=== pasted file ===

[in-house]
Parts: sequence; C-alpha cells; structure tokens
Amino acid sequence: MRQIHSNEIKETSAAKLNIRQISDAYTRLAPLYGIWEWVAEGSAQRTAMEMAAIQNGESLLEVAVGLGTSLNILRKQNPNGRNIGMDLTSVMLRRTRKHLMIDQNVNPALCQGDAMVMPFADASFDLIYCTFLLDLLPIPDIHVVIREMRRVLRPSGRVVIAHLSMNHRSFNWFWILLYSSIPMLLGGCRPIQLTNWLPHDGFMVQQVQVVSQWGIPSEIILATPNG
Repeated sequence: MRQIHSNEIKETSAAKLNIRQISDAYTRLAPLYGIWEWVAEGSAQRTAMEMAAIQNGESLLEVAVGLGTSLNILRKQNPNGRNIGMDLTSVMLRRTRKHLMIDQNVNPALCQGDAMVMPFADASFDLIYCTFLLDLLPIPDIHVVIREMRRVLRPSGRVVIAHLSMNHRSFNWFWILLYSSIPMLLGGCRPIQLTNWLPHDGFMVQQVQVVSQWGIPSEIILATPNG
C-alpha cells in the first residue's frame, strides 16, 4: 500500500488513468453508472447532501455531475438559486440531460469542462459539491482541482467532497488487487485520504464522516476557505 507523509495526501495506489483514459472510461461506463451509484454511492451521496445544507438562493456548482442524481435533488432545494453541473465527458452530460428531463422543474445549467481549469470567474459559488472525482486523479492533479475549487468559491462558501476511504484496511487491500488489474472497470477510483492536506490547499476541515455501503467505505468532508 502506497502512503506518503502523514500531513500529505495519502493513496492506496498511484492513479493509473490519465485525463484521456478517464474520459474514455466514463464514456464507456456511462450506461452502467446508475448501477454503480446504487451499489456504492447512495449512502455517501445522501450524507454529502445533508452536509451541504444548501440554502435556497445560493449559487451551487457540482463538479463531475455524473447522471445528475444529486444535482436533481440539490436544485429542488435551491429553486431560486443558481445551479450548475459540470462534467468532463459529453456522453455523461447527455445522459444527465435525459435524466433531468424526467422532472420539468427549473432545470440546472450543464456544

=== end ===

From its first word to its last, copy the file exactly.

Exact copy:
[in-house]
Parts: sequence; C-alpha cells; structure tokens
Amino acid sequence: MRQIHSNEIKETSAAKLNIRQISDAYTRLAPLYGIWEWVAEGSAQRTAMEMAAIQNGESLLEVAVGLGTSLNILRKQNPNGRNIGMDLTSVMLRRTRKHLMIDQNVNPALCQGDAMVMPFADASFDLIYCTFLLDLLPIPDIHVVIREMRRVLRPSGRVVIAHLSMNHRSFNWFWILLYSSIPMLLGGCRPIQLTNWLPHDGFMVQQVQVVSQWGIPSEIILATPNG
Repeated sequence: MRQIHSNEIKETSAAKLNIRQISDAYTRLAPLYGIWEWVAEGSAQRTAMEMAAIQNGESLLEVAVGLGTSLNILRKQNPNGRNIGMDLTSVMLRRTRKHLMIDQNVNPALCQGDAMVMPFADASFDLIYCTFLLDLLPIPDIHVVIREMRRVLRPSGRVVIAHLSMNHRSFNWFWILLYSSIPMLLGGCRPIQLTNWLPHDGFMVQQVQVVSQWGIPSEIILATPNG
C-alpha cells in the first residue's frame, strides 16, 4: 500500500488513468453508472447532501455531475438559486440531460469542462459539491482541482467532497488487487485520504464522516476557505 507523509495526501495506489483514459472510461461506463451509484454511492451521496445544507438562493456548482442524481435533488432545494453541473465527458452530460428531463422543474445549467481549469470567474459559488472525482486523479492533479475549487468559491462558501476511504484496511487491500488489474472497470477510483492536506490547499476541515455501503467505505468532508 502506497502512503506518503502523514500531513500529505495519502493513496492506496498511484492513479493509473490519465485525463484521456478517464474520459474514455466514463464514456464507456456511462450506461452502467446508475448501477454503480446504487451499489456504492447512495449512502455517501445522501450524507454529502445533508452536509451541504444548501440554502435556497445560493449559487451551487457540482463538479463531475455524473447522471445528475444529486444535482436533481440539490436544485429542488435551491429553486431560486443558481445551479450548475459540470462534467468532463459529453456522453455523461447527455445522459444527465435525459435524466433531468424526467422532472420539468427549473432545470440546472450543464456544